Rangarajan favours RBI majority in monetary policy committee
RBI's former head C Rangarajan on Sunday said the government can do away with the veto power of Governor but the majority of members in the Monetary Policy Committee should be from the apex bank.Updated: Aug 09, 2015 12:16 IST
RBI's former head C Rangarajan on Sunday said the government can do away with the veto power of Governor but the majority of members in the Monetary Policy Committee should be from the apex bank.
Rangarajan's comments come at a time when the government and RBI are finalising the structure of the Monetary Policy Committee (MPC), which will decide the interest rates.
"The Monetary Policy Framework Agreement has put the onus of inflation management on RBI. I would think that the MPC should have a majority of members from the RBI and the veto power of Governor can be done away with," Rangarajan told PTI.
The finance ministry is expected to soon float a Cabinet note, which might suggest a six-member MPC with three members each from the RBI and the government.
"In case there is an equal representation from the RBI and government, the casting vote should be with the Governor," he said.
Under the present system, the Governor is appointed by the government, but controls monetary policy and has veto power over the existing advisory committee of RBI members and outside appointees that sets rates.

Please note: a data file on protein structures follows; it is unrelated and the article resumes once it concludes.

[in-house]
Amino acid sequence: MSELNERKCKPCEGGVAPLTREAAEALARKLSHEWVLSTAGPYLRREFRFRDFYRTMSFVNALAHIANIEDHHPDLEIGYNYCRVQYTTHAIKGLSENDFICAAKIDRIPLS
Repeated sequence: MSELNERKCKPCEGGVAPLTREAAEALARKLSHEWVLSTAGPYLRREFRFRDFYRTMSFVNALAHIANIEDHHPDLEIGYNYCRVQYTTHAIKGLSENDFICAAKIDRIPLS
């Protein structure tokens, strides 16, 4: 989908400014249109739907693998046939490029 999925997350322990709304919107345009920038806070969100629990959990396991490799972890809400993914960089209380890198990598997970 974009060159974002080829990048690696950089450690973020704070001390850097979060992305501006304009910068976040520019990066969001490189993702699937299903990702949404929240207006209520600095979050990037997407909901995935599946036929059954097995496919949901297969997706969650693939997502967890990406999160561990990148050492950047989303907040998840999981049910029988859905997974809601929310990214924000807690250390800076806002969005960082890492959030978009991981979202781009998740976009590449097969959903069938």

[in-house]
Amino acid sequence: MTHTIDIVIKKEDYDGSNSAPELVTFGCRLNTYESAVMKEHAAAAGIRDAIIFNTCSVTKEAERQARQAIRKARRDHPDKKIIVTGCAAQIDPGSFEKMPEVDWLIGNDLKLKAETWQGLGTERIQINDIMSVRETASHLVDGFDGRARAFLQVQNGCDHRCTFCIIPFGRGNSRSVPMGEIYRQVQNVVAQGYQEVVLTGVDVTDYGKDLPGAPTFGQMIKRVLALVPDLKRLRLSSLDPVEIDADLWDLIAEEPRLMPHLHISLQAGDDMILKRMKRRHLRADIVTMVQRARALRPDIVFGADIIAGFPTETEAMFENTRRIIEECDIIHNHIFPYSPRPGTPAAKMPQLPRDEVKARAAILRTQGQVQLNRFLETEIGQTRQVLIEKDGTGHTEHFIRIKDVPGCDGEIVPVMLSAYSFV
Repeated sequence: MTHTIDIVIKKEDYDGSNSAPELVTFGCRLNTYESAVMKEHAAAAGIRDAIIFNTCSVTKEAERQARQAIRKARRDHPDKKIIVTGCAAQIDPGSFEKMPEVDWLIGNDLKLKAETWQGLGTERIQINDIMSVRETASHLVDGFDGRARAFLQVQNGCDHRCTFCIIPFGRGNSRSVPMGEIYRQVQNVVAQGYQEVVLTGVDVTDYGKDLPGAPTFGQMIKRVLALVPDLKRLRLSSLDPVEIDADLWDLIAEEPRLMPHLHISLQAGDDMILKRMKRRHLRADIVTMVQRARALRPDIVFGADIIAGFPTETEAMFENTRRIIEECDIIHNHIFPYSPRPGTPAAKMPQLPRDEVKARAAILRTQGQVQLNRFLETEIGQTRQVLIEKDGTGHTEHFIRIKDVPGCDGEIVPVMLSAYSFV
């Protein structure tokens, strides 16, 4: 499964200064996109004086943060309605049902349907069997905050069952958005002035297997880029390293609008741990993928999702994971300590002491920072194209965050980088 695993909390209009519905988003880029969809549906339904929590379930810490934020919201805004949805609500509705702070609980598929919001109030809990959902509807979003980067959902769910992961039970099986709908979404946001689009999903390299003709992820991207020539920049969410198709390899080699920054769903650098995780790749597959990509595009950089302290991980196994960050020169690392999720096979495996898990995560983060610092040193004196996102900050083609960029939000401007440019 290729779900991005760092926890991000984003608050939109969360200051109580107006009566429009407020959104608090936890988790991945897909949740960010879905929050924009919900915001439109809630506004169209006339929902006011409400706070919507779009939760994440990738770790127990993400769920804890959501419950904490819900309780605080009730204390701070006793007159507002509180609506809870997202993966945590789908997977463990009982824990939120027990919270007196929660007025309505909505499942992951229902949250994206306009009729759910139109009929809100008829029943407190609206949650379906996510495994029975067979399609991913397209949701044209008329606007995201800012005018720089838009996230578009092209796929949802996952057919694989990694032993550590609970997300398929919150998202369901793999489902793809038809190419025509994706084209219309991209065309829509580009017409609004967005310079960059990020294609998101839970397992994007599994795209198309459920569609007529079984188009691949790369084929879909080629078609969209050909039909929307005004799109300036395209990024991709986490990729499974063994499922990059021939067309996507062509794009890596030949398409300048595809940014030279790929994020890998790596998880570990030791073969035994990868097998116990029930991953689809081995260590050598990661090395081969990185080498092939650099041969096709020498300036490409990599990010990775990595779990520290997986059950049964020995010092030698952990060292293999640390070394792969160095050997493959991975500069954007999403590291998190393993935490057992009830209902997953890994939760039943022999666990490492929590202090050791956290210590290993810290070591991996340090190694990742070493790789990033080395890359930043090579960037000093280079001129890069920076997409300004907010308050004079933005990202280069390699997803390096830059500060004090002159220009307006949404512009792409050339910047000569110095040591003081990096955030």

The revised draft of the Indian Financial Code (IFC) as released by the Finance Ministry last month had suggested doing away with this veto power adding that the seven-member MPC to take decisions by a majority vote. Of the seven members, four would be government nominees and the rest from RBI.
Bank's Governor Raghuram Rajan had earlier this month favoured doing away with the veto power of the central bank chief, arguing it would be better for a committee to decide the key rate rather than one individual. Rajan said that when a committee decides on rates, it lessens the pressure on individual and also ensures continuity in policy when any single member of the committee changes.
"A committee can represent different view points and study shows that its decisions are typically better than an individual. Second, spreading the responsibility of the decision can reduce internal and external pressure that falls on an individual. Third, a committee will ensure broad monetary policy continuity when any single member, including Governor, changes," Rajan had said.